lives of our friends and the liberties of Europe are in the balance?
Is it not like fiddling while Rome burns?' (Weight 43). . .

Lewis went on to say that their present circumstances did not
create such a novel predicament as they might assume: 
'The war creates no absolutely new situation: it simply aggravates
the permanent human situation so that we can no longer ignore it.
Human life has always been lived on the edge of a precipice.
Human culture has always had to exist under the shadow of
something infinitely more important than itself. If men had
postponed the search for knowledge and beauty until they were
secure, the search would have never begun. We are mistaken
when we compare war to "normal life." Life has never been
normal. Even those periods we think most tranquil, like the
nineteenth century, turn out on closer inspection, to be full of
crises, alarms, difficulties, emergencies. Plausible reasons have
never been lacking for putting off all merely cultural activities
until some imminent danger has been averted or some crying
injustice put right. But humanity long ago chose to neglect those
plausible reasons.… They propound theorems in beleagured cities,
conduct metaphysical arguments in condemned cells, make jokes
on scaffolds, discuss poetry while advancing on the walls of Quebec,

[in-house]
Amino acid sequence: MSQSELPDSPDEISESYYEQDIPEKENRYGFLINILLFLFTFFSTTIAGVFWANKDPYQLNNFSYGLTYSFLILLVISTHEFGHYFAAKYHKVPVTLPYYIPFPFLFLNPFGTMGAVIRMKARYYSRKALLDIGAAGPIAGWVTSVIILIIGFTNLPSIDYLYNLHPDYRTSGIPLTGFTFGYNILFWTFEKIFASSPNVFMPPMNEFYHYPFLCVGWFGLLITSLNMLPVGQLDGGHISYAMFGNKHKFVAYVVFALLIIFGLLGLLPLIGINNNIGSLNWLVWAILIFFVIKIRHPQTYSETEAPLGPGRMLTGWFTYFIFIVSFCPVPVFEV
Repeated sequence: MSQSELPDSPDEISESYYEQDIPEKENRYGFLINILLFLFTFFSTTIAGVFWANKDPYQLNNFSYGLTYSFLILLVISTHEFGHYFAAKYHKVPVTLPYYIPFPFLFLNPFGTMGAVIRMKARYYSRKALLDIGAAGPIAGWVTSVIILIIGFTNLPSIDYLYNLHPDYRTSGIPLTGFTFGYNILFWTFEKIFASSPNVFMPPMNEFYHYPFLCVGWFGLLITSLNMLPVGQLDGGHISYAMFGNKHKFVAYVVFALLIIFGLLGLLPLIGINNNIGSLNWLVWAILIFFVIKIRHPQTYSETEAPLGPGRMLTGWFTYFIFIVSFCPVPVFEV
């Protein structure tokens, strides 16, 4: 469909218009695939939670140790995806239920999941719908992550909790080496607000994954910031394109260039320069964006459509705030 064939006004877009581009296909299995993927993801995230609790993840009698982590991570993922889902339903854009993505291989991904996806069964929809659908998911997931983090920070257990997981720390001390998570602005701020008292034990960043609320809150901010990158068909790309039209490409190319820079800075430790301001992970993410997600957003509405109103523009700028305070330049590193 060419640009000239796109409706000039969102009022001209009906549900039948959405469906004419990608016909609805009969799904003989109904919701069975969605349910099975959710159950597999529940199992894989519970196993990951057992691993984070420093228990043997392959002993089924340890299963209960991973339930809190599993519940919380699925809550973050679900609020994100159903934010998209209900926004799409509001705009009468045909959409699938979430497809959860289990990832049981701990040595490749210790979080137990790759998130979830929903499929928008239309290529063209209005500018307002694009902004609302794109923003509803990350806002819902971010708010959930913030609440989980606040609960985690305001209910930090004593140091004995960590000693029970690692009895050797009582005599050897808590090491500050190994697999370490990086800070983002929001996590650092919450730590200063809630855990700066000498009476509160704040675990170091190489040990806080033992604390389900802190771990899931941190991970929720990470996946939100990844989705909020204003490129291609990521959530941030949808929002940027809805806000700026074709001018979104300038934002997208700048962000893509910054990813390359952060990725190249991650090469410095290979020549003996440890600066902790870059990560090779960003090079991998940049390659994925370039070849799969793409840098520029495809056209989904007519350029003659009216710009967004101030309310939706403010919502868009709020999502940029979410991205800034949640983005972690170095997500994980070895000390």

and comb their hair at Thermopylae. This is not panache; it is our
nature' (Weight 44-45). . .

jimf said...

Lewis ended his lecture "Learning in Wartime" by warning the young
scholars in front of him about three dangers as they began their studies
in the middle of a war. The first of these is excitement, the tendency to
concentrate on what was happening in the war rather than upon their
chosen studies. 'There are always plenty of rivals to our work,' he explains:
'We are always falling in love, or quarreling, looking for jobs or fearing
to lose them, getting ill and recovering, following public affairs. If we
let ourselves, we shall always be waiting for some distraction or other
to end before we can really get down to our work. The only people
who achieve knowledge are those who seek it while the conditions
are still unfavorable. Favorable conditions never come' (Weight 51-52).

The second danger Lewis warned about is frustration, a feeling
that we shall never find time to finish so might as well abandon
the project. Lewis advises, 'Never, in peace or in war, commit
your virtue or your happiness to the future.. Happy work is best
done by those who take their long-term plans somewhat lightly and
work from moment to moment … To his church listeners, Lewis added,
'It is only our daily bread that we are encouraged to ask for. The present
is the only time in which any duty can be done or any grace received' (Weight 52).

The third danger is fear. War threatens us with death and pain.
But Lewis says it is not really a question of life or death, 'only a question
of this death or that--a machine gun bullet now or a cancer forty years later.' (Weight 53)
He goes on to explain that war does not offer such a radical change in the
human condition than we might at first suppose: 
'What does war do to death? It certainly does not make it more frequent:
100 percent of us die and the percentage cannot be increased. Yet war
does do something to death. It forces us to remember it. The only reason
that cancer at sixty or paralysis at 75 do not bother us is that we forget them. …
All schemes of happiness centered in this world were always doomed to
final frustration. In ordinary times only a wise man can realize it. Now the
stupidest of us knows' (Weight 53).